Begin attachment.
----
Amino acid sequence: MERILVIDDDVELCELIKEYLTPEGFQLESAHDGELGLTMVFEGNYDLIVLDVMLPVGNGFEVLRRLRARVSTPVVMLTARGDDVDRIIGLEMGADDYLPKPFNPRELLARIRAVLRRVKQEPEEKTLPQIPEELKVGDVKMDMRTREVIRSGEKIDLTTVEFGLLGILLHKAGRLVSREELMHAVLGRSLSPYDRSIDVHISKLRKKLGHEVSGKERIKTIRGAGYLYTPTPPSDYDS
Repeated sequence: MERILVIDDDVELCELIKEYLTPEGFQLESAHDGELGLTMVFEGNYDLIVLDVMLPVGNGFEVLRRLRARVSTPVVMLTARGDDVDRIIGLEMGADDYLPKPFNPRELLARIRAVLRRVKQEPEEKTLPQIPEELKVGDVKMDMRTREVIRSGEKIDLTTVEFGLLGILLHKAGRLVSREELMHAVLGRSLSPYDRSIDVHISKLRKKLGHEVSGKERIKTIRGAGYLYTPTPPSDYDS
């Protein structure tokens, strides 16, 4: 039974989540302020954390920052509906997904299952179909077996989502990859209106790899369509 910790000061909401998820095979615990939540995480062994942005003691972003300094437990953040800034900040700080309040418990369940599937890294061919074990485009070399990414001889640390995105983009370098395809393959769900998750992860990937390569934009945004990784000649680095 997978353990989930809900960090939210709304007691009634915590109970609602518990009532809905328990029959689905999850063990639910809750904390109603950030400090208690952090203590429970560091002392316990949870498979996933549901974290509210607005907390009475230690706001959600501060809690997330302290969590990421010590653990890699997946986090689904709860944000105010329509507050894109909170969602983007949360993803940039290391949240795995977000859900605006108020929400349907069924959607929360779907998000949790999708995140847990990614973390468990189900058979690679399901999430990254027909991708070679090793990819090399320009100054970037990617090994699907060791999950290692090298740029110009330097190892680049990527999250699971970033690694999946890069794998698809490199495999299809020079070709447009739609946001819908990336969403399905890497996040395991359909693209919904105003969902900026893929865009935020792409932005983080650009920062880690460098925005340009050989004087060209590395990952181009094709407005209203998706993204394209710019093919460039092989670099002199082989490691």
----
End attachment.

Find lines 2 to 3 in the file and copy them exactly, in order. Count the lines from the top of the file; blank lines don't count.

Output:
Repeated sequence: MERILVIDDDVELCELIKEYLTPEGFQLESAHDGELGLTMVFEGNYDLIVLDVMLPVGNGFEVLRRLRARVSTPVVMLTARGDDVDRIIGLEMGADDYLPKPFNPRELLARIRAVLRRVKQEPEEKTLPQIPEELKVGDVKMDMRTREVIRSGEKIDLTTVEFGLLGILLHKAGRLVSREELMHAVLGRSLSPYDRSIDVHISKLRKKLGHEVSGKERIKTIRGAGYLYTPTPPSDYDS
């Protein structure tokens, strides 16, 4: 039974989540302020954390920052509906997904299952179909077996989502990859209106790899369509 910790000061909401998820095979615990939540995480062994942005003691972003300094437990953040800034900040700080309040418990369940599937890294061919074990485009070399990414001889640390995105983009370098395809393959769900998750992860990937390569934009945004990784000649680095 997978353990989930809900960090939210709304007691009634915590109970609602518990009532809905328990029959689905999850063990639910809750904390109603950030400090208690952090203590429970560091002392316990949870498979996933549901974290509210607005907390009475230690706001959600501060809690997330302290969590990421010590653990890699997946986090689904709860944000105010329509507050894109909170969602983007949360993803940039290391949240795995977000859900605006108020929400349907069924959607929360779907998000949790999708995140847990990614973390468990189900058979690679399901999430990254027909991708070679090793990819090399320009100054970037990617090994699907060791999950290692090298740029110009330097190892680049990527999250699971970033690694999946890069794998698809490199495999299809020079070709447009739609946001819908990336969403399905890497996040395991359909693209919904105003969902900026893929865009935020792409932005983080650009920062880690460098925005340009050989004087060209590395990952181009094709407005209203998706993204394209710019093919460039092989670099002199082989490691």